Spicy Salmon Burgers
Makes 2 to 4 burgers. Prep: 15 minutes. Chill: 1 hour. Cook: 4 minutes. Recipe from "Everyday Barbecue" (Ballantine, $24), by Myron Mixon with Kelly Alexander. Mixon, billed as the "winningest man in competitive barbecue" and a judge on the reality television series "BBQ Pitmasters," recommends chilling the salmon patties for 1 hour before grilling for easier handling. "Take special care not to overcook them: Juiciness is the key to a good salmon burger," he notes.
1 pound skinless salmon fillet, cut into 1-inch pieces
1 egg, lightly beaten
1 tablespoon each: fresh lemon juice, Dijon mustard
1/4 cup chopped green onions
1 garlic clove, minced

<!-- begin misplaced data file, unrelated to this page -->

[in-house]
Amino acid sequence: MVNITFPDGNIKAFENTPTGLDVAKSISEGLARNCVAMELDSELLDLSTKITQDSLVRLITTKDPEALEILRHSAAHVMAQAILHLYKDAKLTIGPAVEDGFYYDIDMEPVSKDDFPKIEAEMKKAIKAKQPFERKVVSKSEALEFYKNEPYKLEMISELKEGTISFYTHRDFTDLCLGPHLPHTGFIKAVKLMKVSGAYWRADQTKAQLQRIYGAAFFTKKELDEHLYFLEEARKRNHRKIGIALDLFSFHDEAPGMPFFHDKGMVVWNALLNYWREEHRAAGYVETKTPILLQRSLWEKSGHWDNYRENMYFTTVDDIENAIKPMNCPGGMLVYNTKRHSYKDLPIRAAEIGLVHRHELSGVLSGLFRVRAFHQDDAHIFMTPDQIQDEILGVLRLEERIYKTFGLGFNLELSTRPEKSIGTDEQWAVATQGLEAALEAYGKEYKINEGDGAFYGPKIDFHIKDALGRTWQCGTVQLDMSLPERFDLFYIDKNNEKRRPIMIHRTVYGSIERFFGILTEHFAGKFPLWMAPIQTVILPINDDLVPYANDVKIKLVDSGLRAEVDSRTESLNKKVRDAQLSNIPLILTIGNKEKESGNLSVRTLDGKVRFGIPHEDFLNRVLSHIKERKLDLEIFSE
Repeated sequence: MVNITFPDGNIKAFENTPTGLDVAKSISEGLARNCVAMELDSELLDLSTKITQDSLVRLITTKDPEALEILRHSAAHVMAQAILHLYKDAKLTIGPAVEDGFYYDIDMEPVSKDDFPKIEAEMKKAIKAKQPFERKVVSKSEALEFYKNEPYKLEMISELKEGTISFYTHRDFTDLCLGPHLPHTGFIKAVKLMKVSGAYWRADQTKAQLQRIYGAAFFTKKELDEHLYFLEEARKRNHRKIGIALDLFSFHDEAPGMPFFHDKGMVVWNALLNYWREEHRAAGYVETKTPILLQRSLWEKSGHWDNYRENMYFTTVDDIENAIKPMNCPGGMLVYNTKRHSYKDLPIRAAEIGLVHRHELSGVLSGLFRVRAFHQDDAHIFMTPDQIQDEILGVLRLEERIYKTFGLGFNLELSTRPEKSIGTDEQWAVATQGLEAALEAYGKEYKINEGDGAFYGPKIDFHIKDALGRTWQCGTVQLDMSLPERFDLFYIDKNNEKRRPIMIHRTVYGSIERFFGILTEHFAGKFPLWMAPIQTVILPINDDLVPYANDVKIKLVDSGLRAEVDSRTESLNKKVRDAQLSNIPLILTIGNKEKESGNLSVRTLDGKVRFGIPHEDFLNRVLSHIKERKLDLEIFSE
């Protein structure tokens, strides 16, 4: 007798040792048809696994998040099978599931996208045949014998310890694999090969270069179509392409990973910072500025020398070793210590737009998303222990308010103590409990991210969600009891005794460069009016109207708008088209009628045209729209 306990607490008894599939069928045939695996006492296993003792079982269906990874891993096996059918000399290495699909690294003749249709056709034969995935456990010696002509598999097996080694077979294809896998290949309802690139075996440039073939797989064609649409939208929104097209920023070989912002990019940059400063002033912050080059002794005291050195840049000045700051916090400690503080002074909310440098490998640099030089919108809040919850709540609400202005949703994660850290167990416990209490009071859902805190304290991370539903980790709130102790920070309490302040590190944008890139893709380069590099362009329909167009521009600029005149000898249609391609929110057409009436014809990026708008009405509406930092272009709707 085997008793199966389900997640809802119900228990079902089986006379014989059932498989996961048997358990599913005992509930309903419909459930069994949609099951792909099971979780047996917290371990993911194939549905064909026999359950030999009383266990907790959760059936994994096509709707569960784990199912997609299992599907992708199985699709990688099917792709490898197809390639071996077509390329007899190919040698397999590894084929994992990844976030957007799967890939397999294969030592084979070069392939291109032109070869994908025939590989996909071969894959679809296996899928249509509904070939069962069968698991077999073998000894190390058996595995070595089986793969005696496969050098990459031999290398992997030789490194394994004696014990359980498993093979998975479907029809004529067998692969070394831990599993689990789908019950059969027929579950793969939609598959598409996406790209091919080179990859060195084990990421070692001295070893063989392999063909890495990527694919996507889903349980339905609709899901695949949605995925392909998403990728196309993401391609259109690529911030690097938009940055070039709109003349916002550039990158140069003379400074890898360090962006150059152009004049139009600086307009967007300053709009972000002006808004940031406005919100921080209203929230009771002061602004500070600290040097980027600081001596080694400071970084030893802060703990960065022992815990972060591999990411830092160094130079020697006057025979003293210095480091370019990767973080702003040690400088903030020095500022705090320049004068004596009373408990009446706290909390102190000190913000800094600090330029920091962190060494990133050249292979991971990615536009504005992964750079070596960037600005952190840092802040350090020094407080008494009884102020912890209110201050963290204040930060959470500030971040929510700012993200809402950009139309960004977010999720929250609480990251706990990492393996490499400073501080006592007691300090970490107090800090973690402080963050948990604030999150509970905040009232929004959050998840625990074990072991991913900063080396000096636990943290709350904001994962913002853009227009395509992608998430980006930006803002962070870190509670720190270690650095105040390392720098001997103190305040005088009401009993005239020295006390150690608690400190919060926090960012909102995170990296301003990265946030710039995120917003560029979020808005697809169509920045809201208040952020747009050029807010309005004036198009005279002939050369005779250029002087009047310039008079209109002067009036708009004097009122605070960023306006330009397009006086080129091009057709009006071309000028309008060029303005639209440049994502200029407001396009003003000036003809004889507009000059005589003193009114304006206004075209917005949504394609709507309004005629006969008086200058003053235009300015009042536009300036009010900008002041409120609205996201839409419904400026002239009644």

1/2 teaspoon salt
Freshly ground pepper
1/2 cup prepared tartar sauce
1 tablespoon fresh dill
1 teaspoon grated lemon zest (optional)
2 to 4 sesame seed rolls, split
Red onion slices
4 to 8 Bibb lettuce leaves
PLACE the salmon, egg, lemon juice and mustard in a food processor; pulse until coarsely ground. Transfer the mixture to a bowl; mix in the green onions, garlic, salt and pepper.
GENTLY form into two to four 1/2-inch-thick patties. Cover; refrigerate at least 1 hour and up to 4 hours.
HEAT a charcoal or gas grill to medium-high heat. Meanwhile, whisk together the tartar sauce, dill and lemon zest in a bowl.
GRILL the rolls until toasted; transfer to plates. Spread the bottom halves generously with the enhanced tartar sauce.
GRILL the salmon patties uncovered until the fish is cooked through, about 2 minutes per side. Place the burgers atop the sauce on the rolls. Top each with onion slices, 2 lettuce leaves and the top half of each roll.
Nutrition information: Per serving (for 4 servings): 609 calories, 27 grams fat, 9 grams saturated fat, 188 milligrams cholesterol, 57 grams carbohydrates, 31 grams protein, 832 milligrams sodium, 1 gram fiber.